Revenue, 1919–20.

Orders of the Day — Finance. – in the House of Commons on 29th October 1919.

Alert me about debates like this

The second observation that I wish to make is this. I hear in some quarters that the situation disclosed in these Papers is worse than the public anticipated. I can only say that if that is so it is because the public paid insufficient attention to the warnings which I have addressed to the House. So far as I am concerned the position, though less good than I had expected at the time of the Budget statement, is distinctly better than I feared when I spoke to the House in August, and it is better in four ways.

In the first place, the tax revenue is coming in extraordinarily well. Every item of Inland Revenue except the Excess Profits Duty equals or exceeds the Budget estimate. The Excess Profits Duty is unlikely to yield in the current year as much as I had anticipated by a sum of £20,000,000. But that is not money lost. It is money which is in assessment, and it will come into payment in the following year. I watch, I will not say with anxiety, but I watch carefully, the arrears of Excess Profits Duty. By the nature of the tax that tax must be collected much later than the ordinary taxes of the year. The nature of the tax, and the method of assessment for accounting periods which end at irregular times, some of them very late in the year for which the tax is imposed, allow no time for assessment and adjustment of disputes before the year closes, so that the payment can only be made in the next year. If I continue to see signs of delays in payment which are not justifiable, I must consider whether I must not ask the House of Commons to impose interest on outstanding obligations. So much for Excess Profits.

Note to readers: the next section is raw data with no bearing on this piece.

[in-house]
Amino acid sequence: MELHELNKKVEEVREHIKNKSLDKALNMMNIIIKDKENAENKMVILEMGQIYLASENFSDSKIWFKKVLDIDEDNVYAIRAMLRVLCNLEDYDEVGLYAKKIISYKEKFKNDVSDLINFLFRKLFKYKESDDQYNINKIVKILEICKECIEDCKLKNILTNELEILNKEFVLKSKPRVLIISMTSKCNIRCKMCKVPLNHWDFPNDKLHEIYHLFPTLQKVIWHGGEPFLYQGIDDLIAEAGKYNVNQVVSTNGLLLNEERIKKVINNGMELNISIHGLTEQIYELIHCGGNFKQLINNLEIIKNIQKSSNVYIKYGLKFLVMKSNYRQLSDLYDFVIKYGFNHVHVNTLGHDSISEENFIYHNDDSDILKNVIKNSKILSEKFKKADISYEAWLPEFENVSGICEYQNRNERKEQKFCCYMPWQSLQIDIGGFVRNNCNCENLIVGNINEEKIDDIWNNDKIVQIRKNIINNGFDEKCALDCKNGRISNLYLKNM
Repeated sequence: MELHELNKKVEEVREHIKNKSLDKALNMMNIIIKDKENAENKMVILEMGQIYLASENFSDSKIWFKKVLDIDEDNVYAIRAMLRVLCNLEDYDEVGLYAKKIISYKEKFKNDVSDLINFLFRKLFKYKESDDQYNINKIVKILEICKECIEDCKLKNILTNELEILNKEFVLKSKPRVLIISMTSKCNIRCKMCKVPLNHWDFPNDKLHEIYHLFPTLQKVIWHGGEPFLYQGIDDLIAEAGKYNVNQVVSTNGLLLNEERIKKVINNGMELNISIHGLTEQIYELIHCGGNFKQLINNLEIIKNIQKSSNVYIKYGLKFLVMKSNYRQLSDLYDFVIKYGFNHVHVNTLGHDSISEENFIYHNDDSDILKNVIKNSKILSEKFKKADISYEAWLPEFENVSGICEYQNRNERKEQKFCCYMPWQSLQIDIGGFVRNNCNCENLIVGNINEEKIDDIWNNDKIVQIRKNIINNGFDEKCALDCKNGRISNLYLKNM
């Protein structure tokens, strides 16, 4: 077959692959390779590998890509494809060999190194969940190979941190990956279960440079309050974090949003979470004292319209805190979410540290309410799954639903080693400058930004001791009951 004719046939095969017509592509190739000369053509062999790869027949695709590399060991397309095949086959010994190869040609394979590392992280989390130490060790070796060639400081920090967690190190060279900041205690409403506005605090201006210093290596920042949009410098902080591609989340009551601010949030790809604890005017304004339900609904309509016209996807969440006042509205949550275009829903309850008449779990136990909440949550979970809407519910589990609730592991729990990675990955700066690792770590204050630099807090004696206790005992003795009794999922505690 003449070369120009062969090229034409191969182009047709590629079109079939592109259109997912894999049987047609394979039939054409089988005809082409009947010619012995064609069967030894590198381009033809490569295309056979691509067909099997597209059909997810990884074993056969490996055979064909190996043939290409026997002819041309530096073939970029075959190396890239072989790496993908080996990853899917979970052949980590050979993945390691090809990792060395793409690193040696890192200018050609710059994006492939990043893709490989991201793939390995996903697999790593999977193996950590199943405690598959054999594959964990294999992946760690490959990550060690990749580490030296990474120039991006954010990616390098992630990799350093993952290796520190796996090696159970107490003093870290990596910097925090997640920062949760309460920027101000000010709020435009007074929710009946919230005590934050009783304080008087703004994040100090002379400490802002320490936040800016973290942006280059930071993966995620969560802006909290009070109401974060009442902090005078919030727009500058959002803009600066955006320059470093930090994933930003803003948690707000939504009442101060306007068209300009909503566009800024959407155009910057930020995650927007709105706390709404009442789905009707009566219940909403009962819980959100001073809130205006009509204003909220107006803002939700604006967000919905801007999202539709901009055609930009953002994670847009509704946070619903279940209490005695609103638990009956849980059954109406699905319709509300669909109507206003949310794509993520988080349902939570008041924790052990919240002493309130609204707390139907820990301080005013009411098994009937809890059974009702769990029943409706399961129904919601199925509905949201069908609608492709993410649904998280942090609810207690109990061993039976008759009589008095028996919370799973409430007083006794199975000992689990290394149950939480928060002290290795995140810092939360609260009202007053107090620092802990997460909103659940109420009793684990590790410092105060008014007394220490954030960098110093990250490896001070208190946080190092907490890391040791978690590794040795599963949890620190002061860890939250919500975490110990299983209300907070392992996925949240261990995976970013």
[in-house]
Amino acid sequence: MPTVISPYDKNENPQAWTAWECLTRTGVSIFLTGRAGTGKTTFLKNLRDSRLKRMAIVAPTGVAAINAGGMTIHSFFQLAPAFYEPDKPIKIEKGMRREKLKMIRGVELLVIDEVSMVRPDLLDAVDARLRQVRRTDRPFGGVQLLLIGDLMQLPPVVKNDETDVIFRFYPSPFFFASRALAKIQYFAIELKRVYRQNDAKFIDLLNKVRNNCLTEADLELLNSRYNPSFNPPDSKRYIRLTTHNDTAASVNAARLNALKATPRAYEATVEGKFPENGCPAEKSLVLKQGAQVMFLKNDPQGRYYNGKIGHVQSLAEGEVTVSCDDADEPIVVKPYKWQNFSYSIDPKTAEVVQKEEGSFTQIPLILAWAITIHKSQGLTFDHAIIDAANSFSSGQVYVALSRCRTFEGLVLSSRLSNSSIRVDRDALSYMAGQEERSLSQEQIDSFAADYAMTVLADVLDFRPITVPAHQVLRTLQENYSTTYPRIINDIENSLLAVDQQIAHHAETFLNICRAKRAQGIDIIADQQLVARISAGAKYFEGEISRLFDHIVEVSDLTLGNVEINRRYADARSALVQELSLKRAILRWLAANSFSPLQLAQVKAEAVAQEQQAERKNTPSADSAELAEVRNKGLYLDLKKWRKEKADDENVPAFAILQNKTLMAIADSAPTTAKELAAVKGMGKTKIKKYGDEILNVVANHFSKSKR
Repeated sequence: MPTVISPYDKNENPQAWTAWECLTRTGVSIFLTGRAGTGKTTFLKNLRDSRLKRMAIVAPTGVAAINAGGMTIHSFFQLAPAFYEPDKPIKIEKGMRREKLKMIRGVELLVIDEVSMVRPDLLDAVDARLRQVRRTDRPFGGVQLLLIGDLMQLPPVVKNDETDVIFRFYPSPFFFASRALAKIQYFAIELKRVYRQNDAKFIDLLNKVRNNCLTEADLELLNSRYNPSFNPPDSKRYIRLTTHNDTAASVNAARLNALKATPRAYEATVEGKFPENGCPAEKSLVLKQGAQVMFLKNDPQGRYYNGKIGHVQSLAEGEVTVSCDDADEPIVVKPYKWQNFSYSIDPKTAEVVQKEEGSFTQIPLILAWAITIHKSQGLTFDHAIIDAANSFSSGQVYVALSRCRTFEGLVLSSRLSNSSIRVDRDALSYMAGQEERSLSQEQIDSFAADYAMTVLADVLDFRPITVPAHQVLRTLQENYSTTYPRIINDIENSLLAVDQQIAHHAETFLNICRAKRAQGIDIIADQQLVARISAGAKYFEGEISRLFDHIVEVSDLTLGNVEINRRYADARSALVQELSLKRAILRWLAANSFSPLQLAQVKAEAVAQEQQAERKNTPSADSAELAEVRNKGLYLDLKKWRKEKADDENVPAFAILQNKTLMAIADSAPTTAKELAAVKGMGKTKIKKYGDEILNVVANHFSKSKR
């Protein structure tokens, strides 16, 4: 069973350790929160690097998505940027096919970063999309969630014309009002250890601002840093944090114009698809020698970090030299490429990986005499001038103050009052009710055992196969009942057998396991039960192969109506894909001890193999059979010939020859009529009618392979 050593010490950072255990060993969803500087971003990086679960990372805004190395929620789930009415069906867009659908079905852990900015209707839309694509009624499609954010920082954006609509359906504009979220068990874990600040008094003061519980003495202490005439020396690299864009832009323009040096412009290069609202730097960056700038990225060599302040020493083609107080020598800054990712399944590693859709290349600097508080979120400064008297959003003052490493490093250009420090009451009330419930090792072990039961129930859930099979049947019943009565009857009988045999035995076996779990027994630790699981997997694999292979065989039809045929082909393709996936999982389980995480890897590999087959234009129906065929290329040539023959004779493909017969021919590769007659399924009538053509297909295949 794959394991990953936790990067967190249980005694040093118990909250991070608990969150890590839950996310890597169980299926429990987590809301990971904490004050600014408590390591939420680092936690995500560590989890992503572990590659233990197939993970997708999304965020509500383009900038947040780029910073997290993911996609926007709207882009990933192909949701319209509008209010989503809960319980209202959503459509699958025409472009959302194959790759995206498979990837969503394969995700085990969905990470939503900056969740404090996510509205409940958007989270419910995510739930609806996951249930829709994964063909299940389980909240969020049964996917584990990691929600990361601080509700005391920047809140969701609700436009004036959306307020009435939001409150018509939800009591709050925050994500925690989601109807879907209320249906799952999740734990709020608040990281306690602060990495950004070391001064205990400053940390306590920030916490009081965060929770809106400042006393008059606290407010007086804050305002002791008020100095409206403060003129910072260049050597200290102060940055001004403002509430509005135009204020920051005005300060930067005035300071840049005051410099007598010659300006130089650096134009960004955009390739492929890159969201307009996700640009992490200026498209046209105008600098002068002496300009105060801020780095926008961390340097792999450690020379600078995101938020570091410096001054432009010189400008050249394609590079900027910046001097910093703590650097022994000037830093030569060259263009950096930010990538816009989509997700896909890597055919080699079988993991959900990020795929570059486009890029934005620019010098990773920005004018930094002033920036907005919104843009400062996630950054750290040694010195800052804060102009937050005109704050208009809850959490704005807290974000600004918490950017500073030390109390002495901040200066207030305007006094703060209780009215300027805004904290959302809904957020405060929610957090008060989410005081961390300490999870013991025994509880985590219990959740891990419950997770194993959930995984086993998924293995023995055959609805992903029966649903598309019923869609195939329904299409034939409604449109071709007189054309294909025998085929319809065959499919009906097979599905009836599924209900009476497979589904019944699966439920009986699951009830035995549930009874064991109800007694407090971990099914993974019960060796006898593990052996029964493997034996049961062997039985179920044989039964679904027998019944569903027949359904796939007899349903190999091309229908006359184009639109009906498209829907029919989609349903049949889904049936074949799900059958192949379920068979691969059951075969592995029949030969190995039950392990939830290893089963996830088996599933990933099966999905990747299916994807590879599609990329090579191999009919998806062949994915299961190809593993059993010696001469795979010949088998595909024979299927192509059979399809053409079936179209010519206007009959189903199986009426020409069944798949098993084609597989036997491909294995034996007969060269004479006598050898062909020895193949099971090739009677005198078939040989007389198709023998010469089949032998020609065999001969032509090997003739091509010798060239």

Income Tax is the only other head of Inland Revenue which is not shown as likely to produce an excess over the Budget Estimate. The House will remember that I gave away a good deal of revenue in the Income Tax in the course of the passage of the Budget through the House of Commons, and that accordingly to be able now to look forward to the realisation of the sum which I originally estimated, in spite of these concessions, is to record an increased yield over the Budget estimate.

If Inland Revenue is satisfactory, Customs and Excise are even more satisfactory. It will be observed that Customs and Excise are now estimated to yield £38,500,000 more than at the time of the introduction of the Budget. Of that, £15,500,000 is accounted for by the increased barrelage of beer; but it is the remainder which is significant. Tea is expected to yield £4,000,000 more than I felt justified in estimating. Tobacco is expected to yield £14,000,000 more than I was justified, on the advice I received from the very competent revenue authorities, in counting upon at the beginning of the year. I call attention to that £18,000,000 increase because it speaks eloquently of the condition and the spending power of oar people. The condition of the people is a factor of prime importance, not merely in social stability, but to the revenue itself. There is one other tax, the Stamp Duties, which has always been looked upon as a good test of the activities of business itself The Stamp Duties which were estimated to yield £12,000,000 at the time of the Budget are now estimated to yield £16,000,000, an increase of £4,000,000 over the Budget estimate. Tea, tobacco, and stamps are the best indications that we can have in single taxes of the condition of the people and the condition of trade, commerce and business. I am justified, therefore, in saying that these are encouraging features. They are more encouraging than I should have ventured to prophesy to the House in August.

The second way in which the position is now more favourable than I antici- pated when I uttered my warning to the House in August is that the deficit of the current year, though large, is less than I then expected, and that the reductions which have been secured are taking earlier and greater effect than I then thought possible.

In the third place, less of the deficit is due to increase of expenditure and more of it to the deferment of Appropriations-in-Aid than I had anticipated in August.

Lastly, in August, I warned the House, on the eve of its departure, that according to the position as it then presented itself it was unlikely that we should be able to balance incomings and outgoings next year without new taxation. I now no longer think that new taxation will be required for that purpose.